Juneteenth National Holiday Leaves Black People Unimpressed

The U.S. Senate has voted to make Juneteenth, a day that commemorates the end of slavery in the U.S., a federal holiday. However, prominent Black voices on Twitter have expressed how they feel about the decision, with many saying it is not enough.

Criticisms have included the fact that making Juneteenth a national holiday does not solve material problems like police brutality.

Zellie Imani, a teacher, blogger, and activist, said: "We didn't ask for Juneteenth to be observed as a national holiday, we wanted an end to police violence."

We didn’t ask for a Juneteenth to be observed as a national holiday, we wanted an end to police violence.

— zellie (@zellieimani) June 16, 2021

Twitter user @MajorPhilebrity said: "The humor of America making Juneteenth a national holiday when they're banning people from teaching about it in schools is not lost on me"

The humor of America making Juneteenth a national holiday when they’re banning people from teaching about it in schools is not lost on me

— maybe: Phillip (@MajorPhilebrity) June 15, 2021

Critical race theory, which examines the ways race and racism intersect with politics, culture, and the law, is currently banned in Arkansas, Idaho, Florida, and Oklahoma.

Lawmakers in Michigan, Tennessee, Texas, Georgia, North Carolina, South Carolina, Ohio, South Dakota, Arizona, Kentucky, Utah, and New Hampshire are also debating bans on critical race theory.

Another criticism is that the Senate was able to unanimously pass the Juneteenth holiday bill, but is still divided on issues of Black voting rights, especially regarding the John Lewis Voting Rights Advancement Act, a Democratic bill that aims to prevent states from carrying out racially discriminatory voting laws.

Writer Liz Dwyer said: "Soooo... Juneteenth can be unanimously approved by the Senate as a national holiday but we can't pass the John Lewis Voting Rights Act?"

Soooo… Juneteenth can be unanimously approved by the Senate as a national holiday but we can’t pass the John Lewis Voting Rights Act? pic.twitter.com/9On20VUf5z

— Liz Dwyer (@losangelista) June 15, 2021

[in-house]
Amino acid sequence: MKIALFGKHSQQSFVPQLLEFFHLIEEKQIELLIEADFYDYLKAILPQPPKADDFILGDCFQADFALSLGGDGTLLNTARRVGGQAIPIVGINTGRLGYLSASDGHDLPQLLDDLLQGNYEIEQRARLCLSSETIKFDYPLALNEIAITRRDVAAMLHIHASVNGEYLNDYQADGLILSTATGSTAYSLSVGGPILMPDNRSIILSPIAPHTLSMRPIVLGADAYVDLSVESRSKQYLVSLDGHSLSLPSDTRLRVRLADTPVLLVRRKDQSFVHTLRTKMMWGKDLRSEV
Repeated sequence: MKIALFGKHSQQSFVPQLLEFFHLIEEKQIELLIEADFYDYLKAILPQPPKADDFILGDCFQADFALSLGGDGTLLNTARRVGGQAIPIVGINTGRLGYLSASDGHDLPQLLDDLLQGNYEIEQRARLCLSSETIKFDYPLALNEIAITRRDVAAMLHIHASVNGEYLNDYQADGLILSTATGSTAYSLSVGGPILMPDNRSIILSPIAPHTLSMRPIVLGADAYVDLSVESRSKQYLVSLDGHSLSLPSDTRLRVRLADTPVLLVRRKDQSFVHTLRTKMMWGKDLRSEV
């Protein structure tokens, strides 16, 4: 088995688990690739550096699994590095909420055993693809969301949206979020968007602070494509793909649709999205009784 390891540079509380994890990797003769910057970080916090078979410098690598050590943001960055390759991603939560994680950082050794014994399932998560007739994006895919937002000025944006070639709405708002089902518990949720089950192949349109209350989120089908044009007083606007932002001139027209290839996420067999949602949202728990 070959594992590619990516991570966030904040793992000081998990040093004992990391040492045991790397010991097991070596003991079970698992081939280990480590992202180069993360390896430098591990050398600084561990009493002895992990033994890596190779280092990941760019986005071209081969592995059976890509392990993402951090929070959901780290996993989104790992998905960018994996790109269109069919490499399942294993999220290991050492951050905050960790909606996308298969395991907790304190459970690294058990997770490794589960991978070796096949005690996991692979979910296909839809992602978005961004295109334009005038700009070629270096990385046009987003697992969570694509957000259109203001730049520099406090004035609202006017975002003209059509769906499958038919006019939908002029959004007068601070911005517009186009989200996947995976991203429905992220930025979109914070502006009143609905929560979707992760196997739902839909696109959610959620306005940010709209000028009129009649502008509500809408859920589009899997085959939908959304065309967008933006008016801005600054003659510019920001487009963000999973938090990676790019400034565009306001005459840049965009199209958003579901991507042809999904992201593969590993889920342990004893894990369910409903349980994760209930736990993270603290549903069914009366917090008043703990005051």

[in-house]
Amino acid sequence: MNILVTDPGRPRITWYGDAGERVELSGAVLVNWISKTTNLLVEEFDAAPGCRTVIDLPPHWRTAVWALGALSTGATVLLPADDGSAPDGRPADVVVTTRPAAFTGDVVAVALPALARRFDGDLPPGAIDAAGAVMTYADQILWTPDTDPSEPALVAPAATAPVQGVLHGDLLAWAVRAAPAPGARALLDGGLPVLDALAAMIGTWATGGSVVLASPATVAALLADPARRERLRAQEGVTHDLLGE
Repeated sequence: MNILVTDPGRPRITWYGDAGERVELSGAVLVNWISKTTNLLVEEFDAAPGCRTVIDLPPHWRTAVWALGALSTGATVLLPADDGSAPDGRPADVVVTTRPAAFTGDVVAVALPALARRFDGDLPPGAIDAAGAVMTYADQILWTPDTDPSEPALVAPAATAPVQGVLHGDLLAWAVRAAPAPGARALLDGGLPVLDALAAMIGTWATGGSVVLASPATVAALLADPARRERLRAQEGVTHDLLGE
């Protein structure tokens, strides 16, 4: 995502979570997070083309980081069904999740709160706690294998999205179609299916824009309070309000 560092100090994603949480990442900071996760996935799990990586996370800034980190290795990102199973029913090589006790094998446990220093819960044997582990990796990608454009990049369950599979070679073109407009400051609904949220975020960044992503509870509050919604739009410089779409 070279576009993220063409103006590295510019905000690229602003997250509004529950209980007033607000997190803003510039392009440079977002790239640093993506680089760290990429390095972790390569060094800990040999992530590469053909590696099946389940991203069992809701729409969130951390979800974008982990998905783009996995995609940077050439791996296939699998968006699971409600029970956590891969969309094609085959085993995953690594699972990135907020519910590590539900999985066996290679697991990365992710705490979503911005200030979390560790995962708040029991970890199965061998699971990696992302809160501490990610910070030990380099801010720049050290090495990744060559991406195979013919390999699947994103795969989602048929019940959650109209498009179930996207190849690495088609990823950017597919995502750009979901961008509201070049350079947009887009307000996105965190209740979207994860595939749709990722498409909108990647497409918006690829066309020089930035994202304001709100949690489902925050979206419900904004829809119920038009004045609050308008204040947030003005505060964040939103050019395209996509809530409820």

Filmmaker Bree Newsome said: "I find this insulting, actually. For the Senate to unanimously pass this bill but refuse to unanimously support Black voting rights is a spit in the face. It's [an] entirely patronizing, hollow performance. They don't deserve applause for this."

I find this insulting, actually. For the Senate to unanimously pass this bill but refuse to unanimously support Black voting rights is a spit in the face. It’s entirely patronizing, hollow performance. They don’t deserve applause for this. https://t.co/ypKltCNIH1

— DEFUND & ABOLISH POLICE, REFUND OUR COMMUNITIES (@BreeNewsome) June 15, 2021

Eunique Jones Gibson, author and activist, said: "So the senate passed the bill to make Juneteenth a federal holiday but they still haven't made lynching a federal hate crime? Got it."

So the senate passed the bill to make Juneteenth a federal holiday but they still haven’t made lynching a federal hate crime?

Got it.

— Eunique’s Playing #CultureTags (@eunique) June 15, 2021

The Justice for Victims of Lynching Act of 2018, which would criminalize lynching, was introduced and passed by the Senate in 2018, but was never passed by the House.

Following the Senate vote to make Juneteenth a federal holiday, the measure will head to the Democratic-led House, where it will likely pass.

Juneteenth Freedom Day Event Poster
A view of the poster for the Matthew Whitaker and Jon Batiste performance at the 'We Are: a Voter Registration' recital during a protest by the Brooklyn Public Library at the Grand Army Plaza on Juneteenth on June 19, 2020, in Brooklyn, NY. The U.S. Senate has unanimously voted to make Juneteenth a federal holiday. Kevin Mazur/Getty

Juneteenth is the anniversary of June 19, 1865, when enslaved Black people in Texas learned they had been freed. The day has been celebrated since 1866, starting as a local event within Texas before evolving into a national celebration.

Juneteenth is officially recognized in almost every state, but it will become a federal holiday if and when the measure passes the House vote.

The graphic from Statista below shows Americans' familiarity with Juneteenth is still limited.

Juneteenth Familiarity
A graphic from Statista showing Americans' familiarity with Juneteenth familiarity, based on a Gallup poll. Statista

Update 6/16/21 7:45 a.m. ET: This article was updated to add a graphic.